Proponents of CBD provide an even longer list of diseases for which industrial hemp’s CBD is a treatment option.  There isn’t much research on the physiological effects of CBD.  This makes industrial hemp perfect as a dietary supplements.  It might do something.  That’s all you need for supplement marketing.

The legal battles will be fun to watch.  Stay tuned.

In the meantime, there is hemp cereal—organic of course.  Enjoy!

 

 

 

Mar 10 2014

The farm bill promotes fruits and vegetables? Really?

I was surprised to read in yesterday’s New York Times that the farm bill was full of goodies for fruits, vegetables, and organics.

While traditional commodities subsidies were cut by more than 30 percent to $23 billion over 10 years, funding for fruits and vegetables and organic programs increased by more than 50 percent over the same period, to about $3 billion.

I took a quick look at the cost accounting.  Giving these program listings the benefit of the doubt:

TITLE AND PROGRAM $ MILLIONS/10 YEARS
SNAP
  Assistance for community food projects     36
  Food insecurity nutrition incentive   100
  Pilot for canned, frozen fruits, vegetables       5
Organic
  Research and extension   100
  Specialty crop research   745
  Beginning farmer development   100
  Foundation for Food and Ag Research   200
Horticulture
  Farmers market, local food promotion   150
  Organic ag and tech upgrade     10
  Organic product promotion order     61
  Plant pest and disease management   193
  Specialty crop block grants   270
Miscellaneous
  Outreach to socially disadvantaged producers     50

 

Even stretching the items like this, it’s $2 billion over ten years, not 3.   $2 billion is good; $3 would be better.

What am I missing here?

This morning, Politico Pro Agriculture summarized what states are doing to promote local food production:

Arizona: HB 2233 would create a task force to develop recommendations for how the state can improve the quality and nutrition of food sold in state facilities, including suggestions for promoting locally grown food: http://1.usa.gov/1qniAzl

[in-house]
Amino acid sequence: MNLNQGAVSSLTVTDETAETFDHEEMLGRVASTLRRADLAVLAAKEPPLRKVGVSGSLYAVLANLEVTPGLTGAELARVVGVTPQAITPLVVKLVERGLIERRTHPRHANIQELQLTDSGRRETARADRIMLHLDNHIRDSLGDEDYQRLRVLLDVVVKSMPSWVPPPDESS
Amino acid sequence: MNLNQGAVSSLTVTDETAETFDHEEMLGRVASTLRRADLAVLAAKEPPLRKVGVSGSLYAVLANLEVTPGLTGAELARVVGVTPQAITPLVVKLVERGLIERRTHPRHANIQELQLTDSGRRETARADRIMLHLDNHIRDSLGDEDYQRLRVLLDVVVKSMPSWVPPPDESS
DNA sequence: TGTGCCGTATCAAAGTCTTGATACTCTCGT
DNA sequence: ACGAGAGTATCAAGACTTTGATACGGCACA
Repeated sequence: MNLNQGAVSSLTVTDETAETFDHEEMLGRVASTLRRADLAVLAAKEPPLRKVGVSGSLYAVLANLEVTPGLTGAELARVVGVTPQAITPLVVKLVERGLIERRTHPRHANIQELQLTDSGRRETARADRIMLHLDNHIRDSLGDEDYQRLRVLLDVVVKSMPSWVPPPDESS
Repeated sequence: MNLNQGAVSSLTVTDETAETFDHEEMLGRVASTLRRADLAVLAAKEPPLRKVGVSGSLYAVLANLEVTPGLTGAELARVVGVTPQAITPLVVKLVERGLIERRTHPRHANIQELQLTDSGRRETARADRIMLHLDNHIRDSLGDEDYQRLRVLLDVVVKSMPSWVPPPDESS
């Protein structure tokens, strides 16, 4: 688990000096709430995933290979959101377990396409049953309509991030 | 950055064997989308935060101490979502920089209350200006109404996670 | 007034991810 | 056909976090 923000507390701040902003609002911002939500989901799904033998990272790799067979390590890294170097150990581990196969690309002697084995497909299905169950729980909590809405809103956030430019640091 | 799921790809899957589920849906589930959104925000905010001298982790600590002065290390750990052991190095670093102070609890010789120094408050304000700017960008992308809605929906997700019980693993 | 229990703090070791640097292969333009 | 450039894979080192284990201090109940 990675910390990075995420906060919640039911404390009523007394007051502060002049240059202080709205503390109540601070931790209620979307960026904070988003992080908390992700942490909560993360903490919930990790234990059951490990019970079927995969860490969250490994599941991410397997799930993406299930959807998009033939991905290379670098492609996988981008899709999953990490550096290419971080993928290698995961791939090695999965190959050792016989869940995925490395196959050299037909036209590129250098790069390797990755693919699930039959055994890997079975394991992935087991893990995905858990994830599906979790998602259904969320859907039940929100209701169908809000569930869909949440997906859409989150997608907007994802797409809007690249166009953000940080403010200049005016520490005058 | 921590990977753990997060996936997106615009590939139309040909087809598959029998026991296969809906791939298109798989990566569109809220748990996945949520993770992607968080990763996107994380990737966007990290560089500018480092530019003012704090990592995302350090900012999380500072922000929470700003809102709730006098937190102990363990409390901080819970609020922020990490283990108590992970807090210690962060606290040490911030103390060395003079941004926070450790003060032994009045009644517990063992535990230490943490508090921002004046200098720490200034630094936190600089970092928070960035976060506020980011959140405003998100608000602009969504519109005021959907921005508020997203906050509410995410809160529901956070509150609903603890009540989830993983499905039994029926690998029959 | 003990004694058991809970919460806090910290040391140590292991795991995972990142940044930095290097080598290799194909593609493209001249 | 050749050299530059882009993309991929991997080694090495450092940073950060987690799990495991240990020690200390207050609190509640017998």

Hawaii: HB 1184 seeks to set a state-wide food sustainability standard to be achieved by 2025 that would increase the availability of locally grown and produced foods to reduce the state’s reliance on imports. The standard would be set at a level double the cash farm receipts that are produced in 2015: http://1.usa.gov/1oDB9LL

HR 82 and its senate companion SCR 6 calls on the state departments of agriculture and education to develop a farm-to-school program that would provide locally grown produce to public school salad bars: http://1.usa.gov/1h4Yq6v

SB 524 similarly seeks to create an agricultural development and food security program under an existing economic development statute that would seek to increase demand for and access to locally grow foods through promotional campaigns and improving infrastructure, among other things: http://1.usa.gov/1fiiYWP

Iowa: H2426 seeks to promote small farmers through a new financial assistance program, a marketing program, a revolving grant program and a property tax exemption for farmers who sell their products to state facilities or schools. The measure also calls for state facilities, when cost effective, to purchase from local farmers: http://bit.ly/1hYHJMg

Kansas: SB 380 aims to create a local food and farm task force to develop funding and policy recommendations for supporting and expanding local food production. The task force would be required to issue a report to the legislature by the beginning of the 2016 legislative session: http://bit.ly/1fP9Lv9

New Jersey: SR 44 calls on state and local government entities to purchase locally made food and products: http://bit.ly/1dG8XX4

Michigan: HB 4487 would amend an economic development statute to include the creation and funding of programs to promote local agriculture: http://1.usa.gov/1oDBkH5

Mississippi: HB 1556 would provide a state income tax credit to grocers that amounts to 25 percent of the cost of purchasing locally grown and produced products starting in 2014: http://bit.ly/OaTaWq

Missouri: HB 2088 would create a “Farm-to-School Program” within the department of agriculture to help facilitate the use of locally grown produce in school meal programs through a website and database that would link farmers and schools. The bill, which was introduced March 5, sets up a task force that is charged with developing recommendations for the program: http://on.mo.gov/1fij1SA

New Jersey: SR 44 calls on state and local government entities to purchase locally made food and products: http://bit.ly/1dG8XX4

Rhode Island: H7494 would create a task force for developing recommendations on how to improve the nutrition of food sold at state facilities, including promoting locally grown products: http://bit.ly/1fwAA0W

Lest we forget, the Center for Responsive Politics produced these statistics on farm bill lobbying:

  • 325. Number of companies and organizations registered as lobbyists in 2013 to work on the Senate’s farm bill through the end of October 2013 — the fifth-most of any legislation
  • 111.5 million.  Amount “agribusiness” spent on lobbying in the same period, more than even the defense industry and labor unions.
  • 93 million.  Amount companies and individuals in agriculture made about in campaign donations during the 2012 presidential campaign.